I love going to hotpot at the restaurant.
How can I do it at home? What sort of equipment do I need?
There are two options for Chinese hot pot. Either one large pot that everyone dips into or several small pots, one each that you cook your own food in. Both styles are popular in China. It is also common to see the large pot with a divide in the middle allowing one side to have more chilli and spice than the other.
Left: Large pot with divide. Right: Individual pots on burners.
Missing from the other answers, you need some way to heat the pot and keep it simmering. In China, people have individual electric hobs with temperature controls specially designed for the job. You can find them online http://www.alibaba.com/showroom/induction-stove.html
For the individual pots, a paraffin wax burner is used blow the pot. Similar to the heater used in a buffet restaurant to keep food warm.
Really any pot and a little gas stove would do just fine:
In pot spices
This can vary considerably depending on what region of China you are in and what you like. You could just use plain water or a light broth of chicken or fish. I've seen some that resemble cream of tomato soup. Commonly you will see wolf berries, chilli, ginger, garlic, black, white and red pepper corns, bay leaves and Chinese dates. You really could use anything you like.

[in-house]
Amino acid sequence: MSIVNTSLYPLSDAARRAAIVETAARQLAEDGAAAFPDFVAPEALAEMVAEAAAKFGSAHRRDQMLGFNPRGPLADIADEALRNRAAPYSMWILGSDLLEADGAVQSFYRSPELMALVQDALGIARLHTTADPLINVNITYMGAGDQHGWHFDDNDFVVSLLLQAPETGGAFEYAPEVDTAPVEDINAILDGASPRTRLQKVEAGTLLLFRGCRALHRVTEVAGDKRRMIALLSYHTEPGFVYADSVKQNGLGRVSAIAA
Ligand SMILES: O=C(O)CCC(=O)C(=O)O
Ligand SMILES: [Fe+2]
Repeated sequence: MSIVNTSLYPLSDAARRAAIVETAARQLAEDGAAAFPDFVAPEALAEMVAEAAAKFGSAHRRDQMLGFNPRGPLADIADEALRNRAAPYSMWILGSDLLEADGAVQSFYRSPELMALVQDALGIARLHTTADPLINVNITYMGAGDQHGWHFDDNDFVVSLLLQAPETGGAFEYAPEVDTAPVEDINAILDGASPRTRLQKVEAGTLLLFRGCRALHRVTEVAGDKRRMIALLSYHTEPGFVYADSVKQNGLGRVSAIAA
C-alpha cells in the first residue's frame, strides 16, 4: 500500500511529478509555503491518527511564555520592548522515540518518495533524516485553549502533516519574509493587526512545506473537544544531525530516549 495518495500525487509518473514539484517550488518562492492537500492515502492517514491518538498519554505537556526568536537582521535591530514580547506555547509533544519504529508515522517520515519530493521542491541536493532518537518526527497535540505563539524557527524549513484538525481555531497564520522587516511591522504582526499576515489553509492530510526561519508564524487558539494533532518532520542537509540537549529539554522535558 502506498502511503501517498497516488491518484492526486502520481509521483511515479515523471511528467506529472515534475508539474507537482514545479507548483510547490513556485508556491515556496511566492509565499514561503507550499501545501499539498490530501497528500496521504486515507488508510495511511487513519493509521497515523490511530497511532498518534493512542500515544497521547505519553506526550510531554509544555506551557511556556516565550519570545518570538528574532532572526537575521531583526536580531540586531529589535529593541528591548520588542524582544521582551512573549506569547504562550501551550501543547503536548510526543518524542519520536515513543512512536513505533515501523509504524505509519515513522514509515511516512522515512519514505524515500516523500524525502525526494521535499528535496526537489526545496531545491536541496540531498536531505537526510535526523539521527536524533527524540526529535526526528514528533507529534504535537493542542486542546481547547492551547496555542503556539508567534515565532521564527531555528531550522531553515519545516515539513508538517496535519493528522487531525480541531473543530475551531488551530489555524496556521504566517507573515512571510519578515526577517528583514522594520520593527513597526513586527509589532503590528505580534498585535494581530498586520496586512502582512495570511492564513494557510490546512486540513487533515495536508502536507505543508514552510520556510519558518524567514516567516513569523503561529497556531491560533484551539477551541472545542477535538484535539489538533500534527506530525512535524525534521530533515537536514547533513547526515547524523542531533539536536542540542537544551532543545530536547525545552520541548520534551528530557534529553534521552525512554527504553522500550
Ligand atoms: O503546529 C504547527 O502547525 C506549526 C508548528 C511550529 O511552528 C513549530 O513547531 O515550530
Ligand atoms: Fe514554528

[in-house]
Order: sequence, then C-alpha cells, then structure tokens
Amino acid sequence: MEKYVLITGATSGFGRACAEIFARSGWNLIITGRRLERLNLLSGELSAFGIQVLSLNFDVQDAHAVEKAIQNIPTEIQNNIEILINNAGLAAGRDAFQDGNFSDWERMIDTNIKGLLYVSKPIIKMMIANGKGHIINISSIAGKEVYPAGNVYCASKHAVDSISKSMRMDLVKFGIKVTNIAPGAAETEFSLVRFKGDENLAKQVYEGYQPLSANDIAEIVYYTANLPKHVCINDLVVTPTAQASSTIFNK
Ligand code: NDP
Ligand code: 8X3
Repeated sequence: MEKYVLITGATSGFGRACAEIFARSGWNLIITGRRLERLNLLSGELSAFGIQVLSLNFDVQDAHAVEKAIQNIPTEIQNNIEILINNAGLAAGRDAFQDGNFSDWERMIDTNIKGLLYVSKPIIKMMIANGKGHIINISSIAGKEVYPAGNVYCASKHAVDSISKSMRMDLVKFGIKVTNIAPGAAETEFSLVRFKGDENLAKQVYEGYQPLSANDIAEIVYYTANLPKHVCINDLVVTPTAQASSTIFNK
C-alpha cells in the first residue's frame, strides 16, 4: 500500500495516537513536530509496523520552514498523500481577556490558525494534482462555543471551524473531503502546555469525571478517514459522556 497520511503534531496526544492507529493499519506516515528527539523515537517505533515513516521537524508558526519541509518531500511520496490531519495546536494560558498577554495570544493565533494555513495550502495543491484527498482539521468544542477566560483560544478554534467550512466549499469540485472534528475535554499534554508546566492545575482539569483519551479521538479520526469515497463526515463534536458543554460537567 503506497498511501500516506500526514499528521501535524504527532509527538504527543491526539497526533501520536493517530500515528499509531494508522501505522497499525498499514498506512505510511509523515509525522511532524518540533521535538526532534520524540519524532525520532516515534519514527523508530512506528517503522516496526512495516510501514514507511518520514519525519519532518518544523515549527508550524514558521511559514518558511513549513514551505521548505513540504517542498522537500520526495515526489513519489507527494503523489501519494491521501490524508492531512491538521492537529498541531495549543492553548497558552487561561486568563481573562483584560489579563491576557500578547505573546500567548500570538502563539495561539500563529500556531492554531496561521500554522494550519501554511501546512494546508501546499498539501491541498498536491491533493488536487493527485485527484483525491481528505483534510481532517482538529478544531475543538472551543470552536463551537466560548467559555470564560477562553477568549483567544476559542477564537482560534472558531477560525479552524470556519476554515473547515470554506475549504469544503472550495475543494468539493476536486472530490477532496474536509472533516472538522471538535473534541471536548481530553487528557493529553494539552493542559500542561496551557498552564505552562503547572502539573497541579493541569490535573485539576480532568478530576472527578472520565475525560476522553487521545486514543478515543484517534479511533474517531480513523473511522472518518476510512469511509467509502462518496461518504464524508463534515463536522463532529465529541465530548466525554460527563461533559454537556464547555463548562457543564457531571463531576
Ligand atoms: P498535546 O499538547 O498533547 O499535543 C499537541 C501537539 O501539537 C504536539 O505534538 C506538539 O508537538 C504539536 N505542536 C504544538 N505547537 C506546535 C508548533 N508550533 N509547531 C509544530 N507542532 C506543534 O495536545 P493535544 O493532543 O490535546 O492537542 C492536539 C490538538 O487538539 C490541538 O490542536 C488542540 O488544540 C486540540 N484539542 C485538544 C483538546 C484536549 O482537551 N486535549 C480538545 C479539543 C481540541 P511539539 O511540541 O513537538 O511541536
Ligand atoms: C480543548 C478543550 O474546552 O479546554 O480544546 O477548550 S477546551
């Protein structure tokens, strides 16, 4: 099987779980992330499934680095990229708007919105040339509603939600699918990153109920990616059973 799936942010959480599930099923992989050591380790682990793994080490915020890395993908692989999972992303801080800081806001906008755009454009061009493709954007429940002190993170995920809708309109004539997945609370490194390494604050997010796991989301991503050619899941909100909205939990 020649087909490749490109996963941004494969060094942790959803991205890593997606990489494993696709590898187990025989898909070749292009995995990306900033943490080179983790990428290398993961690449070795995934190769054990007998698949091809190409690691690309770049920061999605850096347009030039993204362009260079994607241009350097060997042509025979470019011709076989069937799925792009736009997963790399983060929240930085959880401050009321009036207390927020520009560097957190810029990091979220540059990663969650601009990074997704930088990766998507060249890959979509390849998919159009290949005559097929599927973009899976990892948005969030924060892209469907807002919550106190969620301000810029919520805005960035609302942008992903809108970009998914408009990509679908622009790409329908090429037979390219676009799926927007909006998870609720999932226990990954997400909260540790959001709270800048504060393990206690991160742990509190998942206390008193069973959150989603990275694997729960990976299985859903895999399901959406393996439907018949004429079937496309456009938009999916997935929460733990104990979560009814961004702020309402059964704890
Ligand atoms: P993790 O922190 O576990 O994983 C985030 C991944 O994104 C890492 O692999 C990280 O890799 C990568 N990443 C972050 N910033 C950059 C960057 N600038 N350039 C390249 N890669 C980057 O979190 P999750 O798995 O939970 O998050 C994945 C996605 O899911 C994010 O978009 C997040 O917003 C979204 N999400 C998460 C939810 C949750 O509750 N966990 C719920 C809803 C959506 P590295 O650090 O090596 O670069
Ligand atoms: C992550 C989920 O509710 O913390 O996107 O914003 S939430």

Again this varies. Usually each person has a small bowl into which they mix their own dip. This may contain rice vinegar, soy sauce, peanut or sesame paste, chilli paste in oil, crushed garlic, pickled garlic, picked chilli and some other pastes of things I have yet to identify. You might be able to buy ready mixed spices for dips in you're local Chinese supermarket or online shops.
Food for cooking
Typical food for cooking includes: Thin cut beef or lamb (occasionally pork), fish of any type, shrimp, oysters and such seafood, thin sliced potato or sweet potato (yam), egg noodles, tofu (either fresh or frozen or the skin shredded), and vegetables such as cabbage, bok choy, lettuce, spinach or whatever greens you have to hand.
To add to your options, because part of the fun is the interactive/participation, cook something you like that you may not see on the menu at the sit-in place. Our house likes slices of that pinkish potato taro.